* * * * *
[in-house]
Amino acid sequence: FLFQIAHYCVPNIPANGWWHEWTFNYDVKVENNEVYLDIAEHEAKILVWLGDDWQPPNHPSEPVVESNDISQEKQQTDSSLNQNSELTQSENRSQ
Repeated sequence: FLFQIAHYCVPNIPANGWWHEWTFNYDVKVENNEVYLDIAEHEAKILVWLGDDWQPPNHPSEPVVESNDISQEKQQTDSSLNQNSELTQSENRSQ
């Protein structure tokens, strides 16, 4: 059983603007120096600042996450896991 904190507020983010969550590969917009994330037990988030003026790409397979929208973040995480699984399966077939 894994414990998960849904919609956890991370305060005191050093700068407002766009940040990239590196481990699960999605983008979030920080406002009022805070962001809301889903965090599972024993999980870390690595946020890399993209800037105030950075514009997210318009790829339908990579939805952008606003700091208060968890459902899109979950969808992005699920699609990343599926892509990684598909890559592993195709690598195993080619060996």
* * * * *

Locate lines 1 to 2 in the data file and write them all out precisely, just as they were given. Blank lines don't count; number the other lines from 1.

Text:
[in-house]
Amino acid sequence: FLFQIAHYCVPNIPANGWWHEWTFNYDVKVENNEVYLDIAEHEAKILVWLGDDWQPPNHPSEPVVESNDISQEKQQTDSSLNQNSELTQSENRSQ